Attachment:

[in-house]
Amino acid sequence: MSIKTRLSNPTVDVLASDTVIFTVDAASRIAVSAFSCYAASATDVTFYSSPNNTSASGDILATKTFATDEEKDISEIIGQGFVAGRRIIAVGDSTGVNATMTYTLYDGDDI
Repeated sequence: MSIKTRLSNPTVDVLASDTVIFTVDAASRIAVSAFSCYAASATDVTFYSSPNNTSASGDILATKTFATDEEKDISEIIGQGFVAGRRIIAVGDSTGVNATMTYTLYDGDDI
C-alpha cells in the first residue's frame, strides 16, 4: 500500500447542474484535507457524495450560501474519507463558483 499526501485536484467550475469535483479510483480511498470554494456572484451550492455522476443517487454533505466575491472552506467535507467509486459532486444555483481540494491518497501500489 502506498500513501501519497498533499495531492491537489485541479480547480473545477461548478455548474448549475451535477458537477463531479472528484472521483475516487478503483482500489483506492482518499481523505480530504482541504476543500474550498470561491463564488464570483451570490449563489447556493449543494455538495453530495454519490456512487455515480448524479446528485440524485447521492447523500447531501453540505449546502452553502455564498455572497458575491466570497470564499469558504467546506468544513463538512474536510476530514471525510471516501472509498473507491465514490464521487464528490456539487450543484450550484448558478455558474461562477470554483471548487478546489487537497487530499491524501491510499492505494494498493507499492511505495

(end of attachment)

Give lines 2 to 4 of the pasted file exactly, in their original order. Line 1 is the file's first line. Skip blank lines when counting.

Amino acid sequence: MSIKTRLSNPTVDVLASDTVIFTVDAASRIAVSAFSCYAASATDVTFYSSPNNTSASGDILATKTFATDEEKDISEIIGQGFVAGRRIIAVGDSTGVNATMTYTLYDGDDI
Repeated sequence: MSIKTRLSNPTVDVLASDTVIFTVDAASRIAVSAFSCYAASATDVTFYSSPNNTSASGDILATKTFATDEEKDISEIIGQGFVAGRRIIAVGDSTGVNATMTYTLYDGDDI
C-alpha cells in the first residue's frame, strides 16, 4: 500500500447542474484535507457524495450560501474519507463558483 499526501485536484467550475469535483479510483480511498470554494456572484451550492455522476443517487454533505466575491472552506467535507467509486459532486444555483481540494491518497501500489 502506498500513501501519497498533499495531492491537489485541479480547480473545477461548478455548474448549475451535477458537477463531479472528484472521483475516487478503483482500489483506492482518499481523505480530504482541504476543500474550498470561491463564488464570483451570490449563489447556493449543494455538495453530495454519490456512487455515480448524479446528485440524485447521492447523500447531501453540505449546502452553502455564498455572497458575491466570497470564499469558504467546506468544513463538512474536510476530514471525510471516501472509498473507491465514490464521487464528490456539487450543484450550484448558478455558474461562477470554483471548487478546489487537497487530499491524501491510499492505494494498493507499492511505495